Don’t laugh when you hear someone say, “I made a quantum leap today.” It means something serious: I was creative. I took a leap in thought, even though I don’t know where the new thought came from. It happens in work, art, in play – quite often, it happens in a relationship, say when we struggle to love our “loved ones.” This is a big problem: most of the time, we don’t know how to love. But then, all of a sudden, we do know – even if it doesn’t last for long, since it hasn’t yet become stable. Is this a quantum leap? I hope to convince you that it is, and further, that we can stabilize – and sustain — this love in our hearts.
Let me give you another example of the experimental discoveries of quantum physics, which for non-physicists might seem downright spooky. In 1982, a certain physicist did an experiment in which atoms decay, giving off two photons – the quanta of light that I mentioned earlier. The experiment proved that the activity of these photons was correlated, or entangled in their phases, like two dancers anticipating one another’s moves in some mysterious way, even while more conservative physicists questioned the results.
Now to explain the findings of these experiments, you might say that two objects had become one. At least, there is something special between them. But a more subtle explanation emerges when you analyze quantum mathematics, which points to another explanation: waves of possibility. It is very interesting and emancipating to think this way, since we find that physicists can calculate possibilities or probabilities, but not actual events. Something else is responsible for converting possibilities into actual events.
This idea gave scientists some real headaches, because the idea emerged that this “something else” might be the consciousness of the observer. Now, neurophysiologists give us models of consciousness that, in my opinion, are rather poor. Elementary particles make atoms, atoms make molecules, molecules make neurons, neurons make up the brain, and the brain gives rise to consciousness. But this model, in which the brain creates consciousness, poses a legitimate paradox. The brain itself is a possibility. Why? Because the brain is made up of elementary particles, which we can only understand as possibility, or possible movements. Therefore, since atoms are possible movements, molecules are possible movements, and neurons are possible movements, it follows that the brain itself is a possible movement. Right? But that means that consciousness, if it is created by the brain, is also a possibility.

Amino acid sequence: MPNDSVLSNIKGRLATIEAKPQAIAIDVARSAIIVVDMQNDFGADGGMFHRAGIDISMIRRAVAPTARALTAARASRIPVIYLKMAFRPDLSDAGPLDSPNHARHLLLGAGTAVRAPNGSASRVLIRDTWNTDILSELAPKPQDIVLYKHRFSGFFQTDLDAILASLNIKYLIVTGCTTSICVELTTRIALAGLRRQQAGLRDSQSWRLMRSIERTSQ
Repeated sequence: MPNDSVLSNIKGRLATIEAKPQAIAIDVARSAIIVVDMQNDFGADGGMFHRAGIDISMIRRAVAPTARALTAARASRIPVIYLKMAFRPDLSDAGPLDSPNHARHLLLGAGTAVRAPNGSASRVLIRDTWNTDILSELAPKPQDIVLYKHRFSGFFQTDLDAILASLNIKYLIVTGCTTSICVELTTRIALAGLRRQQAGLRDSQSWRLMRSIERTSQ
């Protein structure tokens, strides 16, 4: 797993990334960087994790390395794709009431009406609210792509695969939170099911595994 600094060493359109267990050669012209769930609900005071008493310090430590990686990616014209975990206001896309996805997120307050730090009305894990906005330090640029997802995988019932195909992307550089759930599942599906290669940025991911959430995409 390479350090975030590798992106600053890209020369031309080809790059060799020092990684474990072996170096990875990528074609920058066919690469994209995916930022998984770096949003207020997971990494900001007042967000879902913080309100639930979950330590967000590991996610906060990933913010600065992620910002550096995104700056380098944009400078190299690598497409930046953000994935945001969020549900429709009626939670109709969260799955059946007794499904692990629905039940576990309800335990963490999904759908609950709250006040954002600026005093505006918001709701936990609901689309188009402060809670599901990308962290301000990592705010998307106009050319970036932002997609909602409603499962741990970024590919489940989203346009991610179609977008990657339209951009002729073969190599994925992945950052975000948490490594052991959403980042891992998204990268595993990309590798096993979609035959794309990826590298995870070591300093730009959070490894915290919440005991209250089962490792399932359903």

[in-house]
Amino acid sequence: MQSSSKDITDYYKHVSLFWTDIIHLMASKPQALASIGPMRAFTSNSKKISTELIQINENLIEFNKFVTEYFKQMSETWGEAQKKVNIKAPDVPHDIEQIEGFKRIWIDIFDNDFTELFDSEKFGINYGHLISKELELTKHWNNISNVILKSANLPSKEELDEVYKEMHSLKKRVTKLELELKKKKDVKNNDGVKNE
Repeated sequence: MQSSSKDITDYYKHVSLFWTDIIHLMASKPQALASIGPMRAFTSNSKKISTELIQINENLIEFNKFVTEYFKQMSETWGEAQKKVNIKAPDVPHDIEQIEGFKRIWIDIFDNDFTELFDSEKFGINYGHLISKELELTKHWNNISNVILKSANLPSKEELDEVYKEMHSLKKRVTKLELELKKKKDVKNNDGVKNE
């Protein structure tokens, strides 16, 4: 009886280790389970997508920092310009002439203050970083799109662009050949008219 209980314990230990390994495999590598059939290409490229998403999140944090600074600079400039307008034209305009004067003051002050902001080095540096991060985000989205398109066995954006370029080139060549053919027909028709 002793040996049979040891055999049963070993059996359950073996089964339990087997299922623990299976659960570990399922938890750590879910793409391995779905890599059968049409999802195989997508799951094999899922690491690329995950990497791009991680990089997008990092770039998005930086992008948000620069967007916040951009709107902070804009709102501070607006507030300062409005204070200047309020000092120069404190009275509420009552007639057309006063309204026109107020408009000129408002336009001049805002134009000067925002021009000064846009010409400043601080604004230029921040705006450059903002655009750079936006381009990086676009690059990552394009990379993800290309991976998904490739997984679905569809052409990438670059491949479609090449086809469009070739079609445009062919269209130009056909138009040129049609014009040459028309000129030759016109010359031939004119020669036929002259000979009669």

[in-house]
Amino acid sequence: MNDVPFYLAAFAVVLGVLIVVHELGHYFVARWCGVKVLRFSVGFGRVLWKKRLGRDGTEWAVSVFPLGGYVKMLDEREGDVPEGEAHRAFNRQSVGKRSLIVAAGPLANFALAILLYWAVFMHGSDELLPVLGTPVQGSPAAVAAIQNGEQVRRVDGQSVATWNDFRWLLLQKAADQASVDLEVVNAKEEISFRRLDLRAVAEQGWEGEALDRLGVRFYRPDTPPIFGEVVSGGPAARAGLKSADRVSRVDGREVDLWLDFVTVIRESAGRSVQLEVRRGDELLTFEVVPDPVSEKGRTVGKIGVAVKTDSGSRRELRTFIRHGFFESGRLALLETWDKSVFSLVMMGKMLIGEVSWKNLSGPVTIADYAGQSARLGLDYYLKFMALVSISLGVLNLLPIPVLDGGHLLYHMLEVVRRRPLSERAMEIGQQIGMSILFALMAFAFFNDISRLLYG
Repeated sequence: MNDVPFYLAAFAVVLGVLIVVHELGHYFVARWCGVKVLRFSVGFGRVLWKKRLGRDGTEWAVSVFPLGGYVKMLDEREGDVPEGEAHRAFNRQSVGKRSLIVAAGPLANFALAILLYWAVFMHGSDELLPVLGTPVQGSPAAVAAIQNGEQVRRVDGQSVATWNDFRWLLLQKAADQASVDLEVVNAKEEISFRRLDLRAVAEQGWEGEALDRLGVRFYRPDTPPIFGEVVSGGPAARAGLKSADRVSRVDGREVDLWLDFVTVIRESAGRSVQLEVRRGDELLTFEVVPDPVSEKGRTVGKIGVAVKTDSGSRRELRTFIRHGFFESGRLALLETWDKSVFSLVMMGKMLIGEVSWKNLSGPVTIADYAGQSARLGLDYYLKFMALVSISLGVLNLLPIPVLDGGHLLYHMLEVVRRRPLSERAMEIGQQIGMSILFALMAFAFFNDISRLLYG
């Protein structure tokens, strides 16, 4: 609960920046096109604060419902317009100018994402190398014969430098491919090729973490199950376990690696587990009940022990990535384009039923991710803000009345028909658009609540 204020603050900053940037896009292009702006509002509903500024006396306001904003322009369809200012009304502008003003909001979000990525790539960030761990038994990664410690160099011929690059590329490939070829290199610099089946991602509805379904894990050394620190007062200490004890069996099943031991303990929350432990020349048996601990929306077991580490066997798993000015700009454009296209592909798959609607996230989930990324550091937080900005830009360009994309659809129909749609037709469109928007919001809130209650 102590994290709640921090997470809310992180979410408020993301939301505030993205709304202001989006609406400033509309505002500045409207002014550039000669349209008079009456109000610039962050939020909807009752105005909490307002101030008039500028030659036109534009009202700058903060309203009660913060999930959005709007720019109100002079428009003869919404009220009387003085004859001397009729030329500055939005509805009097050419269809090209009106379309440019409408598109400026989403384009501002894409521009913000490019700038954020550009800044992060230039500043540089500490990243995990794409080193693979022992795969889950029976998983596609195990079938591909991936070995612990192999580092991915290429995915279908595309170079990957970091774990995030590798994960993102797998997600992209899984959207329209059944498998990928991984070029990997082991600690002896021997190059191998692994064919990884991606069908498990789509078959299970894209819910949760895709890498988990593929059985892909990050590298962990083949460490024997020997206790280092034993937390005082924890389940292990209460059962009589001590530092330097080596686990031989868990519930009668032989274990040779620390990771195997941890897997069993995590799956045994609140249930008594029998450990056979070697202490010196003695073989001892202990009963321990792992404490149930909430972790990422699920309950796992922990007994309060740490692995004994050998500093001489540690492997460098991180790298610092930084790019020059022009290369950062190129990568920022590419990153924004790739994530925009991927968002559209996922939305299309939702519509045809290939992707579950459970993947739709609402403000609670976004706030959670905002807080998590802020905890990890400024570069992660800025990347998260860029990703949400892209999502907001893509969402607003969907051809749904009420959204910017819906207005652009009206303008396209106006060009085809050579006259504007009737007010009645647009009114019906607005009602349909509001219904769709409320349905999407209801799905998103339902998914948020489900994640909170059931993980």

“What if consciousness is the ground of being? What if the possibilities discovered by quantum physics are the possibilities of consciousness itself? Remember there is already a class of people who think in this way. They are called mystics, and they say it is all God. Finally, a few scientists dared to say that some of the characteristics attributed to God are similar to what we describe as consciousness.” — Amit Goswami
So, if you couple possibility with possibility, can that give you actuality? No. The idea that consciousness is a phenomenon of the brain that converts waves of possibility into actual events is nonsense. It is paradoxical.
Some scientists have tried another approach. They’ve decided to think of consciousness as being separate from the material – as a completely non- material consciousness. But that creates another question: how can there be interaction between two phenomena that have nothing in common? If consciousness and matter are not made of the same basic substance, how can there be communication between them? In this dualistic view, consciousness should not be able to affect matter in any way. This is where the discussions of quantum physics stalled for many years.
Then a third possibility arose. What if consciousness is the ground of being? What if the possibilities discovered by quantum physics are the possibilities of consciousness itself? Remember there is already a class of people who think in this way. They are called mystics, and they say it is all God. Finally, a few scientists dared to say that some of the characteristics attributed to God are similar to what we describe as consciousness.
And why can we say that it is all consciousness? Consider matter existing as waves of possibility within consciousness, and consciousness choosing one possibility that then becomes the actual event that consciousness experiences. Then there is no longer any dualism.
Could it be that the mystery of quantum physics, and the mystery of mysticism are in fact the same? Certainly, we can bring science and spirituality together if we make the simple assumption that consciousness — rather than elementary particles — is the ground of being. Not only does this hypothesis integrate science and spirituality, but it also integrates eastern and western models of healing, creationism and evolutionism in biology, and transpersonal and behavioral approaches to psychology.
Is Consciousness The Ground of Being?
Can we do cosmology in a way that makes our place in the universe clear? Consider the findings of biology, since biologists are generally better at cosmology better than physicists, who are inclined to be highly theoretical. Instead of talking about stardust and the Big Bang, biologists talk about monkeys and things so much closer to human experience. Still, the problem is that neo-Darwinism tells us that — based on variations in genetic material, and natural selection or survival of the fittest – our connection with earlier life forms is an accident. To me, that’s not very satisfying, since it means that we are simply a product of chance and necessity. In this model, there is no purpose in our evolution, and therefore, in our being. Why do we evolve from childhood to adulthood? Or, in short, what are we doing here? The biologists have no answer, and even a Nobel laureate like Stephen Weinberg writes that the more he studies the universe, the more pointless it seems. Yet, the very real possibility exists that consciousness is the ground of being. Wouldn’t that point to a purpose and meaning to our existence?